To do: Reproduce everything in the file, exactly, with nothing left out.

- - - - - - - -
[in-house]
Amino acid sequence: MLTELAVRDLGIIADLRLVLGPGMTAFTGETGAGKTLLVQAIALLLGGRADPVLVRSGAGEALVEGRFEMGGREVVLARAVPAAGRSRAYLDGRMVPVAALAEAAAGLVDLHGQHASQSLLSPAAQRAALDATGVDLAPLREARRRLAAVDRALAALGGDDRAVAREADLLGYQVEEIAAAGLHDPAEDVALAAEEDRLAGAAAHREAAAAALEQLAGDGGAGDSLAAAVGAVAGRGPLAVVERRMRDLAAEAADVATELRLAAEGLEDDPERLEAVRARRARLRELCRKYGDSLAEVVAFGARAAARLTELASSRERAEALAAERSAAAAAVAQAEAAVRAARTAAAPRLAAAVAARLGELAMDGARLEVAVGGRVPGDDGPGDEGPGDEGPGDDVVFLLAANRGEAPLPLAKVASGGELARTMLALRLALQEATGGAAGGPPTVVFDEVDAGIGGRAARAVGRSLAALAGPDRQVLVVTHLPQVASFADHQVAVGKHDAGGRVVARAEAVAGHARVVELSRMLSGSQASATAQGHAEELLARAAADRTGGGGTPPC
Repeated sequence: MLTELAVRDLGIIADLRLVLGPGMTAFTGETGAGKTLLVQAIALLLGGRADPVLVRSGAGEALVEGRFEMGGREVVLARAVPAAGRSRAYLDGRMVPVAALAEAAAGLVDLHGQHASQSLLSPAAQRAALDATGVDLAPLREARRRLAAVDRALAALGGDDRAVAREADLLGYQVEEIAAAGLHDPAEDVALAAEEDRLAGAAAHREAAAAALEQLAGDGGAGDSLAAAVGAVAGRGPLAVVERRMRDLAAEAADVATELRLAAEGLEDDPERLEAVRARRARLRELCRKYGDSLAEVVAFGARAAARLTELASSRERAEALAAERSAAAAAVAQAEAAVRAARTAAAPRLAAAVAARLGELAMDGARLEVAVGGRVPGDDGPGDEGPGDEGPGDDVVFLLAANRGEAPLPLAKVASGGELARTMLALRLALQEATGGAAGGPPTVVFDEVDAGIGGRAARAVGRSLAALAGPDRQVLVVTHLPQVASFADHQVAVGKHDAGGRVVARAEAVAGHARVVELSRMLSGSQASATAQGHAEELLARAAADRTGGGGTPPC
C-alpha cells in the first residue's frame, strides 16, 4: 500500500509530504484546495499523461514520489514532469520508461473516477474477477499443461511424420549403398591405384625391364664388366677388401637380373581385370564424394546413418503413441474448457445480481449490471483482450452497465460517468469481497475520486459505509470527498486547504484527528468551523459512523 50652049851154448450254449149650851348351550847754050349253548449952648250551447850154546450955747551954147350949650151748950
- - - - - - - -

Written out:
[in-house]
Amino acid sequence: MLTELAVRDLGIIADLRLVLGPGMTAFTGETGAGKTLLVQAIALLLGGRADPVLVRSGAGEALVEGRFEMGGREVVLARAVPAAGRSRAYLDGRMVPVAALAEAAAGLVDLHGQHASQSLLSPAAQRAALDATGVDLAPLREARRRLAAVDRALAALGGDDRAVAREADLLGYQVEEIAAAGLHDPAEDVALAAEEDRLAGAAAHREAAAAALEQLAGDGGAGDSLAAAVGAVAGRGPLAVVERRMRDLAAEAADVATELRLAAEGLEDDPERLEAVRARRARLRELCRKYGDSLAEVVAFGARAAARLTELASSRERAEALAAERSAAAAAVAQAEAAVRAARTAAAPRLAAAVAARLGELAMDGARLEVAVGGRVPGDDGPGDEGPGDEGPGDDVVFLLAANRGEAPLPLAKVASGGELARTMLALRLALQEATGGAAGGPPTVVFDEVDAGIGGRAARAVGRSLAALAGPDRQVLVVTHLPQVASFADHQVAVGKHDAGGRVVARAEAVAGHARVVELSRMLSGSQASATAQGHAEELLARAAADRTGGGGTPPC
Repeated sequence: MLTELAVRDLGIIADLRLVLGPGMTAFTGETGAGKTLLVQAIALLLGGRADPVLVRSGAGEALVEGRFEMGGREVVLARAVPAAGRSRAYLDGRMVPVAALAEAAAGLVDLHGQHASQSLLSPAAQRAALDATGVDLAPLREARRRLAAVDRALAALGGDDRAVAREADLLGYQVEEIAAAGLHDPAEDVALAAEEDRLAGAAAHREAAAAALEQLAGDGGAGDSLAAAVGAVAGRGPLAVVERRMRDLAAEAADVATELRLAAEGLEDDPERLEAVRARRARLRELCRKYGDSLAEVVAFGARAAARLTELASSRERAEALAAERSAAAAAVAQAEAAVRAARTAAAPRLAAAVAARLGELAMDGARLEVAVGGRVPGDDGPGDEGPGDEGPGDDVVFLLAANRGEAPLPLAKVASGGELARTMLALRLALQEATGGAAGGPPTVVFDEVDAGIGGRAARAVGRSLAALAGPDRQVLVVTHLPQVASFADHQVAVGKHDAGGRVVARAEAVAGHARVVELSRMLSGSQASATAQGHAEELLARAAADRTGGGGTPPC
C-alpha cells in the first residue's frame, strides 16, 4: 500500500509530504484546495499523461514520489514532469520508461473516477474477477499443461511424420549403398591405384625391364664388366677388401637380373581385370564424394546413418503413441474448457445480481449490471483482450452497465460517468469481497475520486459505509470527498486547504484527528468551523459512523 50652049851154448450254449149650851348351550847754050349253548449952648250551447850154546450955747551954147350949650151748950